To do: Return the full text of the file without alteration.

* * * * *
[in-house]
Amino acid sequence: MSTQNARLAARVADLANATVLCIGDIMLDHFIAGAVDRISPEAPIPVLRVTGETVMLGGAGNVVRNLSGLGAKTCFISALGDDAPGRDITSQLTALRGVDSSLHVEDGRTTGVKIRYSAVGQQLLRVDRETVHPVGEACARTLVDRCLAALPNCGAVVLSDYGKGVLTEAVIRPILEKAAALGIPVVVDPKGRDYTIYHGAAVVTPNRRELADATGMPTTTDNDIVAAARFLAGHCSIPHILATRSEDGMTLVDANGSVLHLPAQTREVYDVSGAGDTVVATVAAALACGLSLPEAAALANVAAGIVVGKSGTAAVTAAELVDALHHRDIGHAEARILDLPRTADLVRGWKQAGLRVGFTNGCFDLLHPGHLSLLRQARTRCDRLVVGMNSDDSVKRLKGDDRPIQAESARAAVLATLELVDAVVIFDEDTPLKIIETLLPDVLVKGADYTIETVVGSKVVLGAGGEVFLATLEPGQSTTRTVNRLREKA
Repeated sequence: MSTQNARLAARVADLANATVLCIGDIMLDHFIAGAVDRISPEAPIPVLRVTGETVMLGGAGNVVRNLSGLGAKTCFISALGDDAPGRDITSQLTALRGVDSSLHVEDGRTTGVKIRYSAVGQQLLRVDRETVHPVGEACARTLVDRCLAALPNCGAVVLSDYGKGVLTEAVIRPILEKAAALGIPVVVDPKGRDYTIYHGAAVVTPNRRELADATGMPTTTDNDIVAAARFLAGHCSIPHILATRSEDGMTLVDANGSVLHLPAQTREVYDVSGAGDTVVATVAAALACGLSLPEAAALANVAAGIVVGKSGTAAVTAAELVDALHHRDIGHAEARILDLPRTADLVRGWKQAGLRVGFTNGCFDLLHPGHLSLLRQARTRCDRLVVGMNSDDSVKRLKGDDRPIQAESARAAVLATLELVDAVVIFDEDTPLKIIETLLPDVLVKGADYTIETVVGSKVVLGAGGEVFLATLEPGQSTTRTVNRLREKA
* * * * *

[in-house]
Amino acid sequence: MSTQNARLAARVADLANATVLCIGDIMLDHFIAGAVDRISPEAPIPVLRVTGETVMLGGAGNVVRNLSGLGAKTCFISALGDDAPGRDITSQLTALRGVDSSLHVEDGRTTGVKIRYSAVGQQLLRVDRETVHPVGEACARTLVDRCLAALPNCGAVVLSDYGKGVLTEAVIRPILEKAAALGIPVVVDPKGRDYTIYHGAAVVTPNRRELADATGMPTTTDNDIVAAARFLAGHCSIPHILATRSEDGMTLVDANGSVLHLPAQTREVYDVSGAGDTVVATVAAALACGLSLPEAAALANVAAGIVVGKSGTAAVTAAELVDALHHRDIGHAEARILDLPRTADLVRGWKQAGLRVGFTNGCFDLLHPGHLSLLRQARTRCDRLVVGMNSDDSVKRLKGDDRPIQAESARAAVLATLELVDAVVIFDEDTPLKIIETLLPDVLVKGADYTIETVVGSKVVLGAGGEVFLATLEPGQSTTRTVNRLREKA
Repeated sequence: MSTQNARLAARVADLANATVLCIGDIMLDHFIAGAVDRISPEAPIPVLRVTGETVMLGGAGNVVRNLSGLGAKTCFISALGDDAPGRDITSQLTALRGVDSSLHVEDGRTTGVKIRYSAVGQQLLRVDRETVHPVGEACARTLVDRCLAALPNCGAVVLSDYGKGVLTEAVIRPILEKAAALGIPVVVDPKGRDYTIYHGAAVVTPNRRELADATGMPTTTDNDIVAAARFLAGHCSIPHILATRSEDGMTLVDANGSVLHLPAQTREVYDVSGAGDTVVATVAAALACGLSLPEAAALANVAAGIVVGKSGTAAVTAAELVDALHHRDIGHAEARILDLPRTADLVRGWKQAGLRVGFTNGCFDLLHPGHLSLLRQARTRCDRLVVGMNSDDSVKRLKGDDRPIQAESARAAVLATLELVDAVVIFDEDTPLKIIETLLPDVLVKGADYTIETVVGSKVVLGAGGEVFLATLEPGQSTTRTVNRLREKA